Less than 10 minutes of brisk exercise is enough to fight obesity, researchers say. Findings published in the American Journal of Health Promotion show taking the stairs, jumping rope or going for a brisk walk can have a "significant" impact on helping us maintain a healthy weight and promoting cardiovascular health.
According to the study authors, every minute of brisk exercise counts when it comes to maintaining a healthy body mass index (BMI).
University of Utah investigator for the study, Jessie X. Fan, PhD said in a press release:
"When it comes to maintaining a healthy weight, every little bit of exercise counts, as long as it’s of reasonable intensity..."
Fan explained that even one-minute of brisk activity can help keep weight in check, which is an important note for helping us maintain weight loss.
Current guidelines recommend 150 minutes of moderate intensity exercise a week, but busy schedules often make it impossible to reach that goal.
According to information from the study authors, less than 4 percent of Americans get enough exercise to prevent obesity.
Researchers measured steps and intensity of exercise among 4, 511 Americans for seven days, using a device known as an accelerometer.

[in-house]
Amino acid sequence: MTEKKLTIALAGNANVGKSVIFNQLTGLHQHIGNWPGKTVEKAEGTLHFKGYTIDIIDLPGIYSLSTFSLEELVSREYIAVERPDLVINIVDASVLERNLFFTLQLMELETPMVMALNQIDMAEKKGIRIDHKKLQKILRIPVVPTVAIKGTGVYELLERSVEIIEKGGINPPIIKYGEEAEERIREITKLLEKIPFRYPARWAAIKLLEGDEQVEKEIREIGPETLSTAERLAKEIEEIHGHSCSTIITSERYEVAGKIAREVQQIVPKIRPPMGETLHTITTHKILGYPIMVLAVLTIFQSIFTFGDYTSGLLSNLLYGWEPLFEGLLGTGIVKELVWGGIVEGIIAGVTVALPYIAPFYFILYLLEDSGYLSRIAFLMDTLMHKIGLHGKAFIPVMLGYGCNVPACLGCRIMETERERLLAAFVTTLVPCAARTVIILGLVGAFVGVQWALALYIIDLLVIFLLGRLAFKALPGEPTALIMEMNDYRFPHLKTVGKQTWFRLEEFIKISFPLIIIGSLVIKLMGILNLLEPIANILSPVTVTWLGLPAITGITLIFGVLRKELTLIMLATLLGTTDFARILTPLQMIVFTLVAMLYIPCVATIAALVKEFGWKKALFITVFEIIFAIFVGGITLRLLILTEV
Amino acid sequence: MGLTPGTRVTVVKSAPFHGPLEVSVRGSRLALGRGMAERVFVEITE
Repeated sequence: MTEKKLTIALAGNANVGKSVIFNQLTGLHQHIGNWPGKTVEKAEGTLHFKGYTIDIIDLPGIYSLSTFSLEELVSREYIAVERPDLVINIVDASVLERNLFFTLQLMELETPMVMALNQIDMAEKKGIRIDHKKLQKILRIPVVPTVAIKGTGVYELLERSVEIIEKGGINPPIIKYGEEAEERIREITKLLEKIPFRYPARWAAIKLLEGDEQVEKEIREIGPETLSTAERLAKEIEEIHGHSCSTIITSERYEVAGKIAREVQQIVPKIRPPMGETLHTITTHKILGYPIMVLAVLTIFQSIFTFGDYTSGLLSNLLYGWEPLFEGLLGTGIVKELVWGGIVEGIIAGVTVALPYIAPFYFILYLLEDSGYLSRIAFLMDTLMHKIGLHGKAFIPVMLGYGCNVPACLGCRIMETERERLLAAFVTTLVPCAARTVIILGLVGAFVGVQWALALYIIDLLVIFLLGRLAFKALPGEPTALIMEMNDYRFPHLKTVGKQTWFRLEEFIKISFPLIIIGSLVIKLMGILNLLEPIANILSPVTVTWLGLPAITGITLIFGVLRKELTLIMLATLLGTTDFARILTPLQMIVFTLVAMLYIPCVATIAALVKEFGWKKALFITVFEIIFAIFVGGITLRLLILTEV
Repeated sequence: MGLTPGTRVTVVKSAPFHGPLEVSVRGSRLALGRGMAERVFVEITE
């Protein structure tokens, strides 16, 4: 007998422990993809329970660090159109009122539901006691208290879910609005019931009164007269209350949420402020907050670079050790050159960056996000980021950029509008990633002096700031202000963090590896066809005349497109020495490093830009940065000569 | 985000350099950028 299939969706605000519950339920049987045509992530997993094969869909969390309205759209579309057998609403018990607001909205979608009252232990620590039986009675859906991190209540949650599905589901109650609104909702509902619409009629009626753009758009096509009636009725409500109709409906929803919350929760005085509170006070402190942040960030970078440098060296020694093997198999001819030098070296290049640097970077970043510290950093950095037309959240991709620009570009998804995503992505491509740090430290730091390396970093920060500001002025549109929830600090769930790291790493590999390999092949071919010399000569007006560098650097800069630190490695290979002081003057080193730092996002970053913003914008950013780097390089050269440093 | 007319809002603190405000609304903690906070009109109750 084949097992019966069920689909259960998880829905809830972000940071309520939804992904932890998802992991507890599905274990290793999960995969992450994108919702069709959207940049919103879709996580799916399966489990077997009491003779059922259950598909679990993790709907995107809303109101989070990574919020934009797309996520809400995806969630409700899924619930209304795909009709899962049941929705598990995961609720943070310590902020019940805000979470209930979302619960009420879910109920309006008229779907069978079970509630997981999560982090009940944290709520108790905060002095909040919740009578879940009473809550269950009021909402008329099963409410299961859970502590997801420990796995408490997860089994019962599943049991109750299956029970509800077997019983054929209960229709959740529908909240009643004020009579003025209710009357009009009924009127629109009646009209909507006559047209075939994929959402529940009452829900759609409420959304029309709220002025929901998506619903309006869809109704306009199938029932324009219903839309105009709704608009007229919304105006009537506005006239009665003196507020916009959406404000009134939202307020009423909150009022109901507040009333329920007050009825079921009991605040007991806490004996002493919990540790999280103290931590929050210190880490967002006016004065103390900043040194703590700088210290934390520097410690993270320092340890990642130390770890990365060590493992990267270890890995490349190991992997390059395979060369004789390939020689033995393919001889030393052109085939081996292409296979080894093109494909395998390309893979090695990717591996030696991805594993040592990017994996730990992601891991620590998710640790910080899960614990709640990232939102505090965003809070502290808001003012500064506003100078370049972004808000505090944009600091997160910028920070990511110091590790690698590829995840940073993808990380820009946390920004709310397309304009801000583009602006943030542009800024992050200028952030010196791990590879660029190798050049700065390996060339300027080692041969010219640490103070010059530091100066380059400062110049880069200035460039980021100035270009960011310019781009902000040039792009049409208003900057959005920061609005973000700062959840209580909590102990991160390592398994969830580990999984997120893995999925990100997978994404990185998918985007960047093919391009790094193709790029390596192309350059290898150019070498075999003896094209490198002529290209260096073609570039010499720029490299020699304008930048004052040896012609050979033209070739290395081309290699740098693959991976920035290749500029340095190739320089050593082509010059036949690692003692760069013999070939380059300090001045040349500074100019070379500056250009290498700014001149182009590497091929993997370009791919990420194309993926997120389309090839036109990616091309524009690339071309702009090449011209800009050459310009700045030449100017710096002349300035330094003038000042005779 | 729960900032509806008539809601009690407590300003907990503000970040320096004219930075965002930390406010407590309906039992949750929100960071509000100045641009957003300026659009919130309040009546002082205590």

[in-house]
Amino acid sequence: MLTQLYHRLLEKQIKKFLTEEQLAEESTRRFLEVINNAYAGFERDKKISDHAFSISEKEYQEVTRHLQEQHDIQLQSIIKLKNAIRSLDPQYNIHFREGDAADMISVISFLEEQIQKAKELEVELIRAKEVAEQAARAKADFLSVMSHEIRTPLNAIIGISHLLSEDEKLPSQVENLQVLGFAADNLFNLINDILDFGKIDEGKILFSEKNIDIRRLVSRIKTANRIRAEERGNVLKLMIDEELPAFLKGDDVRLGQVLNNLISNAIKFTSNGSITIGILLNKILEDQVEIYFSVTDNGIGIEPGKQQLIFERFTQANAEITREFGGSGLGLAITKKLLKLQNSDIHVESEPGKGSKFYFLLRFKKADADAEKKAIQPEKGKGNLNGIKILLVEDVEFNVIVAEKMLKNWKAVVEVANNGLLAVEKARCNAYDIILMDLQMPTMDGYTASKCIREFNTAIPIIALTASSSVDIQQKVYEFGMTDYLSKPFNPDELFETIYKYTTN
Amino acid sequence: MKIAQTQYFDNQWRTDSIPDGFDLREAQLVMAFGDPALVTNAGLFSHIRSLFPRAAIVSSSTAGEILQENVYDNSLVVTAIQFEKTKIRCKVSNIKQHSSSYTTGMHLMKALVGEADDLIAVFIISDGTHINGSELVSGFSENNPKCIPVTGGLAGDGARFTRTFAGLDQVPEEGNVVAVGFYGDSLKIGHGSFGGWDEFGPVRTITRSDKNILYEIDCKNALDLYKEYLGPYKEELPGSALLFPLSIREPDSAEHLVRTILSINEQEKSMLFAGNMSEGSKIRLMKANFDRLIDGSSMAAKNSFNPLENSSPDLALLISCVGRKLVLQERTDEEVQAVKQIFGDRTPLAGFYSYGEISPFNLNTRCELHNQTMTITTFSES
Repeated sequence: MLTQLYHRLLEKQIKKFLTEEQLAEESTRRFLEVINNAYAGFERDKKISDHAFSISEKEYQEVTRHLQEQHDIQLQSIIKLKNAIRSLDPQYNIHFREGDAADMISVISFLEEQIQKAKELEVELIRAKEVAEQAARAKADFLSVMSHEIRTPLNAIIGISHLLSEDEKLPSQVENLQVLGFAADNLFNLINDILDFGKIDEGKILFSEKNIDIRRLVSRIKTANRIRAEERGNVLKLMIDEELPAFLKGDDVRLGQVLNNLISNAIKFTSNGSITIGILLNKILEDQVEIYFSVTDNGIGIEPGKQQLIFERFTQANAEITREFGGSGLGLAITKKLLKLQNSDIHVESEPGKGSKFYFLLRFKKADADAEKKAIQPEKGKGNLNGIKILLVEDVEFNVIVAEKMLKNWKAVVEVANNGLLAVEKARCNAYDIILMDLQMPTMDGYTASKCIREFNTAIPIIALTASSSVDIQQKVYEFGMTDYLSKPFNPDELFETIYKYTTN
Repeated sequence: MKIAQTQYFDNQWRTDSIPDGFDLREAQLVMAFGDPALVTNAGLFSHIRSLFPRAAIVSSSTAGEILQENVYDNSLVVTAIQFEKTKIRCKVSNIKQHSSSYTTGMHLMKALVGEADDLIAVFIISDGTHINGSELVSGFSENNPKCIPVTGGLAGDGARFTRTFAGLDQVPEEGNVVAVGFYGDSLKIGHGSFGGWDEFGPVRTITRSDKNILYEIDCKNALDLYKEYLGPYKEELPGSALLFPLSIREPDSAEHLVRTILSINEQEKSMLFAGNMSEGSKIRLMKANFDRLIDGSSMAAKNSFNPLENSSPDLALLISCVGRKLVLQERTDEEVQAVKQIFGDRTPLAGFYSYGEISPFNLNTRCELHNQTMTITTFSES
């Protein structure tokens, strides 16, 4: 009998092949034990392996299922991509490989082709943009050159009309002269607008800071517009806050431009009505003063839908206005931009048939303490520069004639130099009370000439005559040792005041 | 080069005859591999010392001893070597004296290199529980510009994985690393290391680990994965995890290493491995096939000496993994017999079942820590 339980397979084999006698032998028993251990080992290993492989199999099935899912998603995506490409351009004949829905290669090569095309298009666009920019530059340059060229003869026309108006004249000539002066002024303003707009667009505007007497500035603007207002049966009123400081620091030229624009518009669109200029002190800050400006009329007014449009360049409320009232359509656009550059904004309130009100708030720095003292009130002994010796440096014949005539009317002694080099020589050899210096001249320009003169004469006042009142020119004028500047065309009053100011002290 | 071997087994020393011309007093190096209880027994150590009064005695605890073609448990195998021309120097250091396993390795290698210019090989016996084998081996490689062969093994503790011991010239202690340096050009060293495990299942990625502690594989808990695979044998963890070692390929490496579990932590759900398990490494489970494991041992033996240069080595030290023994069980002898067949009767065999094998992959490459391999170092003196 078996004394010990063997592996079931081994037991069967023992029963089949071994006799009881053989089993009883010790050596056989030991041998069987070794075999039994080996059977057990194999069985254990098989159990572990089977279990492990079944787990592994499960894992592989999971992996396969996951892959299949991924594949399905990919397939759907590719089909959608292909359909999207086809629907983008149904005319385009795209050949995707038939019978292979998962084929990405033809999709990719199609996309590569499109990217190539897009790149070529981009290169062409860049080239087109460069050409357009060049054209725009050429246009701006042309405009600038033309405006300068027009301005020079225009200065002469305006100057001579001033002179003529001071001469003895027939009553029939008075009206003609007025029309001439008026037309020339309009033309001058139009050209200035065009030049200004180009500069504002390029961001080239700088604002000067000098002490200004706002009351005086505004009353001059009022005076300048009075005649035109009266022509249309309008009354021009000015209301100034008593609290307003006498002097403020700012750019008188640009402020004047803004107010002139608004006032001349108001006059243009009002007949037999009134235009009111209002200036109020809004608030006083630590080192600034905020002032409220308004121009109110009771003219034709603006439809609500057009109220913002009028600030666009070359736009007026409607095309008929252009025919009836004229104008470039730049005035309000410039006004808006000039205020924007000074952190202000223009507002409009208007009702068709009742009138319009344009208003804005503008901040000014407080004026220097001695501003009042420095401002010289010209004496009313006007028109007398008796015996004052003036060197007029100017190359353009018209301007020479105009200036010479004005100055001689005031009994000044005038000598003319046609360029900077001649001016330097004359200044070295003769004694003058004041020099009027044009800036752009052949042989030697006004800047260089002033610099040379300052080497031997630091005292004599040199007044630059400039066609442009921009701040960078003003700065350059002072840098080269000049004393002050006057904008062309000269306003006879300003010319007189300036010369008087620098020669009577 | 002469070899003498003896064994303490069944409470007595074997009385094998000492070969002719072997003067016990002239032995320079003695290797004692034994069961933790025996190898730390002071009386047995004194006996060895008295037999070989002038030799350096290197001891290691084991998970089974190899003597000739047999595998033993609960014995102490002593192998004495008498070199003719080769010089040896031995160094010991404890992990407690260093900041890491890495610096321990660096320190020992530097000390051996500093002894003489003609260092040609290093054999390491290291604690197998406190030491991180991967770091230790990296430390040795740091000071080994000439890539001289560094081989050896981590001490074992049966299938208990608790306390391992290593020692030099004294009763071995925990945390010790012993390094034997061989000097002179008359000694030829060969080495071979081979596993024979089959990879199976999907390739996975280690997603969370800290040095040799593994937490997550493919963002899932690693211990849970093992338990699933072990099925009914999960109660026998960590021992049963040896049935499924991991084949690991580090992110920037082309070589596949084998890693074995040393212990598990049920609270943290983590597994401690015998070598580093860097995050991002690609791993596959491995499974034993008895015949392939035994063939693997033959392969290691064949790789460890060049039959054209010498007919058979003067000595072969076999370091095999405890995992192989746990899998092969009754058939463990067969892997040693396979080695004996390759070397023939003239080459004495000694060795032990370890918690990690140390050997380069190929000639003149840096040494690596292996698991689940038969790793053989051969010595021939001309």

Study participants got most of their exercise from short bursts of intense activity, the findings showed.
Jennifer Gay, Ph.D., assistant professor of health promotion and behavior at the University of Georgia explained 10-minutes of exercise was the minimum chosen because of the benefits to the heart and lungs experienced by the body.
Gay says short bursts of activity can help us burn calories in addition to fighting disease.
It's also easy to incorporate brisk walking or jumping rope - even without a rope by mimicking he movements - into your daily life. Park further away from the grocery store and walk, take the stairs instead of the elevator, get up at work and walk to the copy machine or simply stand up at your computer desk and walk in place to stay fit and trim.
The take home message from the study is that short bursts of high intensity exercise can go a long way for helping us stay fit and for fighting obesity that raises our risk of type-2 diabetes, heart disease and a variety of cancers.